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The official currency is the convertible mark (BAM), but I saw some mentions that the euro is accepted in Bosnia as well.

How widely can you pay with euros? In restaurants, hotels, bars, public transport, taxis, and so on.

  • Fairly widely, but generally at a 2:1 rate, which is slightly less favorable than the official 1.95583:1 rate. – phoog Jan 23 '18 at 13:18
  • @phoog - less favorable, but much easier to calculate in your head... – Jon Custer Jan 23 '18 at 14:30
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    @phoog given that the official rate is 1EUR=1.95583BAM, a 2:1 rate for cash payment in Euros is slightly more favourable to the visitor, not less so. – MadHatter supports Monica Jan 23 '18 at 15:28
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    @Jonik sadly, as I mentioned before, I generally don't use EUR when I'm there. I get the impression that it's more likely to be accepted for larger transactions. I doubt you can pay bus or tram fares with euros, for example, or for smaller shop purchases. Also, my experience is almost entirely limited to Sarajevo, so it's likely to be different elsewhere. – phoog Jan 23 '18 at 21:39
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    @JonathanReez but then we wouldn't have this nice and interesting question – Mefistofelis Apr 10 '18 at 10:29
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The useful World Travel Guide (WTG) currency information for Bosnia and Herzegovina says that, yes, some Euro notes are widely accepted. In my experience, that means denominations greater than 20€ (i.e., 50€ or 100€) are more difficult to use, unless being exchanged or getting smaller value bills (e.g., in a bank). Added emphasis mine.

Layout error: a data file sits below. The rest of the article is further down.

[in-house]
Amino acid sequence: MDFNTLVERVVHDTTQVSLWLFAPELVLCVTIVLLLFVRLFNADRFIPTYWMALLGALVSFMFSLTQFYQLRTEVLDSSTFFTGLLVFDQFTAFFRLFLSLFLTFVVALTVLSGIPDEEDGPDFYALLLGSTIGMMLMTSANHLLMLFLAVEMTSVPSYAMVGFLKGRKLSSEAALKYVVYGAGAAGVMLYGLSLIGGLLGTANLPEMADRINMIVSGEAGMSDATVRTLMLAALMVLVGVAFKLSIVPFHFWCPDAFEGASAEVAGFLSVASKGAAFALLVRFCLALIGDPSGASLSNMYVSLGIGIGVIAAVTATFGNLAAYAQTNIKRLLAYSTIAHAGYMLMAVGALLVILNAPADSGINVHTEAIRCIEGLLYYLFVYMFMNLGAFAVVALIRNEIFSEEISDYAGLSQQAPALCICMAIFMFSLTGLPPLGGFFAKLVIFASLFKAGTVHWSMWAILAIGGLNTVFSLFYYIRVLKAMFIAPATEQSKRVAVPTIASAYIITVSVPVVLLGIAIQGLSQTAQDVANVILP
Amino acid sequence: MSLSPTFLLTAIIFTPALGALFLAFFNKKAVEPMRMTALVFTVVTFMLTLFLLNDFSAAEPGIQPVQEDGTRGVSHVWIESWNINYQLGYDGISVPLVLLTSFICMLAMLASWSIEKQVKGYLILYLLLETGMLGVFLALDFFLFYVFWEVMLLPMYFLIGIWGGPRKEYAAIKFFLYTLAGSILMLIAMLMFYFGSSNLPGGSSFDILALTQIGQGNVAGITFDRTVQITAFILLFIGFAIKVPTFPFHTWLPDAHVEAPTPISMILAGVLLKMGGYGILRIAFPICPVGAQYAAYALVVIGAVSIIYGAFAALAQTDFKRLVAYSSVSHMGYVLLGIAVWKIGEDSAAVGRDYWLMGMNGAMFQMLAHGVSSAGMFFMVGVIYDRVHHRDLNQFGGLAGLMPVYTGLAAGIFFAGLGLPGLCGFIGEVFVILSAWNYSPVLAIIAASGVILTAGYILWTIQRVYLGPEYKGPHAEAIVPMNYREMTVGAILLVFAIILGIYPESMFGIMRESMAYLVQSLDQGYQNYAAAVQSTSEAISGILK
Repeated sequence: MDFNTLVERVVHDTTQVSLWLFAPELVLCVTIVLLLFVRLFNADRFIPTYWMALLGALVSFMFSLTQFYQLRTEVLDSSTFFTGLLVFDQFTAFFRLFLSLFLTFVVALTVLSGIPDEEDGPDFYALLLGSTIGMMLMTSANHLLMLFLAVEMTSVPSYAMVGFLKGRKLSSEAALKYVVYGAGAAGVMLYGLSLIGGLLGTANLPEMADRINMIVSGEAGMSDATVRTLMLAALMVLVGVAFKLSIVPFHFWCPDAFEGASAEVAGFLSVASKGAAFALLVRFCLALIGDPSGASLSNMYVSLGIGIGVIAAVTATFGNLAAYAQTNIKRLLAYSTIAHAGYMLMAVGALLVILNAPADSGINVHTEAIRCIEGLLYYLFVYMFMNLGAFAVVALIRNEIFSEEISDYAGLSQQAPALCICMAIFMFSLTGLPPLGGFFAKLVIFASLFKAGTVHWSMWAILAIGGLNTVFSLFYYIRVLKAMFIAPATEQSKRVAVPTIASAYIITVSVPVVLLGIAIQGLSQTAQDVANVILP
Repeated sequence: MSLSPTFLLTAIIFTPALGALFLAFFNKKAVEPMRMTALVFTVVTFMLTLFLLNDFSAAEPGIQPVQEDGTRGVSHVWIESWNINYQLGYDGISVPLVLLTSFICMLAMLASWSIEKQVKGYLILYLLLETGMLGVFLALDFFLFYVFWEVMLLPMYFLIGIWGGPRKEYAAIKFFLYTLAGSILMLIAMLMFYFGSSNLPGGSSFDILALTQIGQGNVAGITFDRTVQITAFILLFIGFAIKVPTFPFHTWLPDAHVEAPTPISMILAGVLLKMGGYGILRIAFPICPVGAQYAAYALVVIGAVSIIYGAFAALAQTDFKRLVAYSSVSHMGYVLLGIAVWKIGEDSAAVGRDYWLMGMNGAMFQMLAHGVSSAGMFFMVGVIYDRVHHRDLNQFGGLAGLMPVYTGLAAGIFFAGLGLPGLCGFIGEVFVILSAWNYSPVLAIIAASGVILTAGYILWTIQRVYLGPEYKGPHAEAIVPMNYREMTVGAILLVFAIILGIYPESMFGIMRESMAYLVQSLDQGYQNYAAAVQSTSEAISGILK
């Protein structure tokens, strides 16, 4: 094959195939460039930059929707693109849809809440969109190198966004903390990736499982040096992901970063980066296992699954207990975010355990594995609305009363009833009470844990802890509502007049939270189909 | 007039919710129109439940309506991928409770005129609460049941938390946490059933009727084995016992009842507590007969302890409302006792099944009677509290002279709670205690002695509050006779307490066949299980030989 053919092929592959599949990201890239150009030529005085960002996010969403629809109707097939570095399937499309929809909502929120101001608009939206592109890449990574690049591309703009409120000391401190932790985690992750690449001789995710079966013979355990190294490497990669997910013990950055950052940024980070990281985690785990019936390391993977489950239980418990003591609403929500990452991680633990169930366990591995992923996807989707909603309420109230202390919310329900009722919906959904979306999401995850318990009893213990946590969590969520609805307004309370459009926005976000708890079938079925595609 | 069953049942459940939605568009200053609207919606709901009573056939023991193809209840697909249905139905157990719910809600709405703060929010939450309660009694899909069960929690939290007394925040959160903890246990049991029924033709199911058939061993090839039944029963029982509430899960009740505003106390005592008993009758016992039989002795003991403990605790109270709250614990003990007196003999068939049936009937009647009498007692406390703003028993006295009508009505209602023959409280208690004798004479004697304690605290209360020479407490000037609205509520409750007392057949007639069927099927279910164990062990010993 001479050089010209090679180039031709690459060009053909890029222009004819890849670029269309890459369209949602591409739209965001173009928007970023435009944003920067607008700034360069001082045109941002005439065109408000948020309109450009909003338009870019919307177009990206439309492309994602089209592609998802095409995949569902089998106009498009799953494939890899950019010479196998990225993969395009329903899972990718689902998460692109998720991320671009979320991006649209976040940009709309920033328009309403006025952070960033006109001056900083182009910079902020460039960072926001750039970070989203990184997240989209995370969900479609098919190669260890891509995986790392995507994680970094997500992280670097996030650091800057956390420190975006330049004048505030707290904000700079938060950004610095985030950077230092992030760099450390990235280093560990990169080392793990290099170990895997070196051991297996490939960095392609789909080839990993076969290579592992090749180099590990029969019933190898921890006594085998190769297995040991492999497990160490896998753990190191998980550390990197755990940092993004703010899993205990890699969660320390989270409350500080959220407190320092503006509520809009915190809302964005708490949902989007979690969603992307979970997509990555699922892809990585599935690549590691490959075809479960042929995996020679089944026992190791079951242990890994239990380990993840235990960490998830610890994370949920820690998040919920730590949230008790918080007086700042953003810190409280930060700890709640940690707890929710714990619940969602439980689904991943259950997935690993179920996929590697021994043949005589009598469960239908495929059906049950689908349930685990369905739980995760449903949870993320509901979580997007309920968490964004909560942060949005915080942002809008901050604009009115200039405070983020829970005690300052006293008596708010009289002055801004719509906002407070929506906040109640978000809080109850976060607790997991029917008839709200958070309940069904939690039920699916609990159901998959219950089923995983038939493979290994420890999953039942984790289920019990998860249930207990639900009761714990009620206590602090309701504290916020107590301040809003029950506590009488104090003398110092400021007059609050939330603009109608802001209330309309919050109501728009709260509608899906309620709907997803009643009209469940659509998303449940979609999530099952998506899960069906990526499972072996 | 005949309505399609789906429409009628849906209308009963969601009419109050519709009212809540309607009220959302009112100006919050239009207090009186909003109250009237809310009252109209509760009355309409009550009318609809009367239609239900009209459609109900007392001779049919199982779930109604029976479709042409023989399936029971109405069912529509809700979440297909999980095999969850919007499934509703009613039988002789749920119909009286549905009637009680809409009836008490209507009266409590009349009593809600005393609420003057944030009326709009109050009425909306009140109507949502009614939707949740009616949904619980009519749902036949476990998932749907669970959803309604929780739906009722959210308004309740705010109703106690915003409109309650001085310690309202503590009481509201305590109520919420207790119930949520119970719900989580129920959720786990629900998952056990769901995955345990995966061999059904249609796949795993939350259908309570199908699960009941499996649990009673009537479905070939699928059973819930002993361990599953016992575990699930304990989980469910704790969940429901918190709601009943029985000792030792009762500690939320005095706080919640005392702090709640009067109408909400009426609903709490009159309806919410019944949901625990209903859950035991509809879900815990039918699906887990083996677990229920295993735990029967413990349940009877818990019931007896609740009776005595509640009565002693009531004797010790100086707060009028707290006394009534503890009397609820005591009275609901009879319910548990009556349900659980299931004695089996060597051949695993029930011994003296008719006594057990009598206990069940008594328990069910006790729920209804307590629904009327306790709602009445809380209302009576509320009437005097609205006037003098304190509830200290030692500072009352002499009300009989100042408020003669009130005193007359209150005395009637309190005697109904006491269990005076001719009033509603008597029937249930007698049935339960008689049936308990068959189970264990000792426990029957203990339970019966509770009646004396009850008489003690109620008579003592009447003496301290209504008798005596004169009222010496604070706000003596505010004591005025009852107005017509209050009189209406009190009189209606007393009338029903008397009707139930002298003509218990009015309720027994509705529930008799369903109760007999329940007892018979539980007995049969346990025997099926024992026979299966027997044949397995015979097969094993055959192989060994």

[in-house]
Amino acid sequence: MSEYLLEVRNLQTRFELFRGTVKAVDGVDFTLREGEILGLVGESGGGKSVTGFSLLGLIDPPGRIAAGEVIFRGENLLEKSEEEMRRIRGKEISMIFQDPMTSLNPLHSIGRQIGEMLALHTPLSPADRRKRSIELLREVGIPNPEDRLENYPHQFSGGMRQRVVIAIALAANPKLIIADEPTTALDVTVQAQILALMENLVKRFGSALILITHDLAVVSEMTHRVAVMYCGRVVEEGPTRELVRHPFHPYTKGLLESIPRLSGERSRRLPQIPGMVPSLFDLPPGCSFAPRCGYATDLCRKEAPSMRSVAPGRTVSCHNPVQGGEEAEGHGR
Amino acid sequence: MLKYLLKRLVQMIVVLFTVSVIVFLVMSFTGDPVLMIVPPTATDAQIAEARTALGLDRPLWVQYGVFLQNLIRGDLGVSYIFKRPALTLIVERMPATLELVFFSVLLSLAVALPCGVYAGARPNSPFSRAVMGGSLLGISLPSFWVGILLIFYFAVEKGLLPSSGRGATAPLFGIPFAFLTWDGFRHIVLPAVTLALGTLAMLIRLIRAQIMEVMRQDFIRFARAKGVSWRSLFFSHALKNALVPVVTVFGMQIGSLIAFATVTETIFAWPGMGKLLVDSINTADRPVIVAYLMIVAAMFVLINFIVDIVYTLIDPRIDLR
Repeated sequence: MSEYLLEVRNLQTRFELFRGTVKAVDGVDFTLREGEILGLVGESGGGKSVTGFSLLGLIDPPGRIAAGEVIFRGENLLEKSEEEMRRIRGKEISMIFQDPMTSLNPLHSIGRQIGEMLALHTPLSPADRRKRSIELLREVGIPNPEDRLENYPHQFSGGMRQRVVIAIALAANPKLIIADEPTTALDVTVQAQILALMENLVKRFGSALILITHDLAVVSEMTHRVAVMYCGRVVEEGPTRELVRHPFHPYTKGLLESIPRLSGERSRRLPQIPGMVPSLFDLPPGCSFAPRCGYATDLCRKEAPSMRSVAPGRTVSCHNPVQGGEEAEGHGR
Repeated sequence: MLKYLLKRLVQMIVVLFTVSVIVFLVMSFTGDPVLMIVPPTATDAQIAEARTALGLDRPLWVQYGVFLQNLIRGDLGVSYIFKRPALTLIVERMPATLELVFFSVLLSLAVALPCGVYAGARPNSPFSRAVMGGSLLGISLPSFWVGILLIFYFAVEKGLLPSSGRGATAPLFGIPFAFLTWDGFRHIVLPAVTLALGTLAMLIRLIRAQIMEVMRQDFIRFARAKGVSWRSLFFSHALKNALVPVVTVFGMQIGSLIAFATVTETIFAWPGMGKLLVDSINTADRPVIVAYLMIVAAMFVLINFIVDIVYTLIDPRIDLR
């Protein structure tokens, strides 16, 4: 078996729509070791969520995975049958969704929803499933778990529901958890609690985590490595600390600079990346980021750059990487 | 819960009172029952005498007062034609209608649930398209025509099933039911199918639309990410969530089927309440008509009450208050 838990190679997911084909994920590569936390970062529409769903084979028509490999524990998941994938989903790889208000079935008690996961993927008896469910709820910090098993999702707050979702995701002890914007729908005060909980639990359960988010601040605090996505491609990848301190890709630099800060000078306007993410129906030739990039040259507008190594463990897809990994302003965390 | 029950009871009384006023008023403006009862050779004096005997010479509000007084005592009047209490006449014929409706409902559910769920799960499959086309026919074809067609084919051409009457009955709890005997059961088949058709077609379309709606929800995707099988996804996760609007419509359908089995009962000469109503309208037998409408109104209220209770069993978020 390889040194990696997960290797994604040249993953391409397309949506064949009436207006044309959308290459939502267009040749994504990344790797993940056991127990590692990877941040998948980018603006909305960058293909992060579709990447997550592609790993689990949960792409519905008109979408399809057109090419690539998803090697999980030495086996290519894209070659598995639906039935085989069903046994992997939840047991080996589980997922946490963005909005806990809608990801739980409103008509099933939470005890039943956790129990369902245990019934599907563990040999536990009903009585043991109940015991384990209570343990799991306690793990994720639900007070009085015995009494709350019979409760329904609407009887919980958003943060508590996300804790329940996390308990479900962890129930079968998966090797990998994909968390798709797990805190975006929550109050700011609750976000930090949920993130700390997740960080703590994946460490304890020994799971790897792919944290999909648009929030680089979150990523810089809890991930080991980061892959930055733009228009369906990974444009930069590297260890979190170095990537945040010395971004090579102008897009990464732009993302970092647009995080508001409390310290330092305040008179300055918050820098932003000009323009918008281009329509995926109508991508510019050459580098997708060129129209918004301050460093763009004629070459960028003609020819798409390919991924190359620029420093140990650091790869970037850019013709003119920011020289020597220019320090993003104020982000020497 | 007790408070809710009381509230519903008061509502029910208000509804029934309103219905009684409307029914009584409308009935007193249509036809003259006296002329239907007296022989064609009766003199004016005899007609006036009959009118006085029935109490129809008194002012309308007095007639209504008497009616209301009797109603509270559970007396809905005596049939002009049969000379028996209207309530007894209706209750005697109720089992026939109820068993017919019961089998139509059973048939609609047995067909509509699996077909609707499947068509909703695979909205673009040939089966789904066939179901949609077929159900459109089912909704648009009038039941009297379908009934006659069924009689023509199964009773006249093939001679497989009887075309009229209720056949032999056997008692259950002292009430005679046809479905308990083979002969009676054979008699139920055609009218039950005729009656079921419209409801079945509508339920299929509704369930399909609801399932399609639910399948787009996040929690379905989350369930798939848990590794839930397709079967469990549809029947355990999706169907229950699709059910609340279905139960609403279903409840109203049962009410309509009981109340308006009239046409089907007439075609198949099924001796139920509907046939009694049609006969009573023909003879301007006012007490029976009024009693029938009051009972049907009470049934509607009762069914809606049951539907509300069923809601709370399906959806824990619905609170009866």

Currency information

Bosnia and Herzegovina Konvertibilna Marka (BAM; symbol KM) = 100 feninga. Notes are in denominations of KM200, 100, 50, 20, 10, 5 and 1 and 50 feninga. Coins are available in denominations of KM2 and 1, and 50, 20 and 10 feninga. Some Euro notes (but not coins) are widely accepted.

Credit cards
Credit cards are generally accepted in top hotels and restaurants, and some gift shops. ATMs are becoming increasingly common in cities like Sarajevo, Mostar and Banja Luka, and even smaller towns. However, an emergency supply of cash is still advisable.

ATM
ATMs are becoming increasingly common in cities like Sarajevo, Mostar and Banja Luka, and even smaller towns.

Travellers cheques
Bosnia and Herzegovina is mostly a cash-only economy and traveller's cheques are exchanged only at select banks.

Banking hours
Mon-Fri 0800-1900.

Currency restrictions
The import and export of local currency are limited to KM200,000. There are no restrictions on the import and export of foreign currencies.

Currency exchange
The Euro and US Dollar are the preferred foreign currencies. The Pound Sterling is rarely used. Some shops will accept Euro cash for payment on a 2KM = 1 Euro basis.

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    With regard to ATMs I would caution everyone to shop around for withdrawal fees. Some banks have very high fees, while others have none. An ATM with no fees can sometimes be identified more quickly from the fact that there is a line of people waiting to use it. – phoog Jun 22 '18 at 17:39

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